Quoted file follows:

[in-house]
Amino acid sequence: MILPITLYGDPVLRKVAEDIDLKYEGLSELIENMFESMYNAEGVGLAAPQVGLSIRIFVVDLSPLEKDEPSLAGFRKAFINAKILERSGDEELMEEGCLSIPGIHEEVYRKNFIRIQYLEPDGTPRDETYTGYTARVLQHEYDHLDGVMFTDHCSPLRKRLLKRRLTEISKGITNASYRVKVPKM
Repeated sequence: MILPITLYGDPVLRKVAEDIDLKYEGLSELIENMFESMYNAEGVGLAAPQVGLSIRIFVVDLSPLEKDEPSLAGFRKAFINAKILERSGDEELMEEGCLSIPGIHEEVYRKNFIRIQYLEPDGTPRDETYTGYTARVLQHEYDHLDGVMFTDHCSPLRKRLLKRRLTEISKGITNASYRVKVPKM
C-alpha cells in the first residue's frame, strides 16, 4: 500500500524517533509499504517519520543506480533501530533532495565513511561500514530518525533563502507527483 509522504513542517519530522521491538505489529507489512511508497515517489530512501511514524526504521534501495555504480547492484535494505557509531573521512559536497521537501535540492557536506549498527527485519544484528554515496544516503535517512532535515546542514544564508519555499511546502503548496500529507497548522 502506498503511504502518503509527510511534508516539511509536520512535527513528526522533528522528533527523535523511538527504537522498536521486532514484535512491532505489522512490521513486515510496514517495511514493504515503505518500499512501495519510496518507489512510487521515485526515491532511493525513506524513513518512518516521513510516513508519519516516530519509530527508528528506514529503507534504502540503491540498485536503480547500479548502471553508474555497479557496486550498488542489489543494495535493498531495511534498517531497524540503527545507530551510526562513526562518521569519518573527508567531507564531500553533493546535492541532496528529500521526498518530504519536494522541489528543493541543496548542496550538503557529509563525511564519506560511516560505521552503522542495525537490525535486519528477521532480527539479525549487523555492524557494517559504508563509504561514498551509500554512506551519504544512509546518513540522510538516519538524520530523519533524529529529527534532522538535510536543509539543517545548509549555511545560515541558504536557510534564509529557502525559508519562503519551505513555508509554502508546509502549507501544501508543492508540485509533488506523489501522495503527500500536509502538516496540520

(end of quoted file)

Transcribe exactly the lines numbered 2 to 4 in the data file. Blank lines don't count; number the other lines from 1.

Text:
Amino acid sequence: MILPITLYGDPVLRKVAEDIDLKYEGLSELIENMFESMYNAEGVGLAAPQVGLSIRIFVVDLSPLEKDEPSLAGFRKAFINAKILERSGDEELMEEGCLSIPGIHEEVYRKNFIRIQYLEPDGTPRDETYTGYTARVLQHEYDHLDGVMFTDHCSPLRKRLLKRRLTEISKGITNASYRVKVPKM
Repeated sequence: MILPITLYGDPVLRKVAEDIDLKYEGLSELIENMFESMYNAEGVGLAAPQVGLSIRIFVVDLSPLEKDEPSLAGFRKAFINAKILERSGDEELMEEGCLSIPGIHEEVYRKNFIRIQYLEPDGTPRDETYTGYTARVLQHEYDHLDGVMFTDHCSPLRKRLLKRRLTEISKGITNASYRVKVPKM
C-alpha cells in the first residue's frame, strides 16, 4: 500500500524517533509499504517519520543506480533501530533532495565513511561500514530518525533563502507527483 509522504513542517519530522521491538505489529507489512511508497515517489530512501511514524526504521534501495555504480547492484535494505557509531573521512559536497521537501535540492557536506549498527527485519544484528554515496544516503535517512532535515546542514544564508519555499511546502503548496500529507497548522 502506498503511504502518503509527510511534508516539511509536520512535527513528526522533528522528533527523535523511538527504537522498536521486532514484535512491532505489522512490521513486515510496514517495511514493504515503505518500499512501495519510496518507489512510487521515485526515491532511493525513506524513513518512518516521513510516513508519519516516530519509530527508528528506514529503507534504502540503491540498485536503480547500479548502471553508474555497479557496486550498488542489489543494495535493498531495511534498517531497524540503527545507530551510526562513526562518521569519518573527508567531507564531500553533493546535492541532496528529500521526498518530504519536494522541489528543493541543496548542496550538503557529509563525511564519506560511516560505521552503522542495525537490525535486519528477521532480527539479525549487523555492524557494517559504508563509504561514498551509500554512506551519504544512509546518513540522510538516519538524520530523519533524529529529527534532522538535510536543509539543517545548509549555511545560515541558504536557510534564509529557502525559508519562503519551505513555508509554502508546509502549507501544501508543492508540485509533488506523489501522495503527500500536509502538516496540520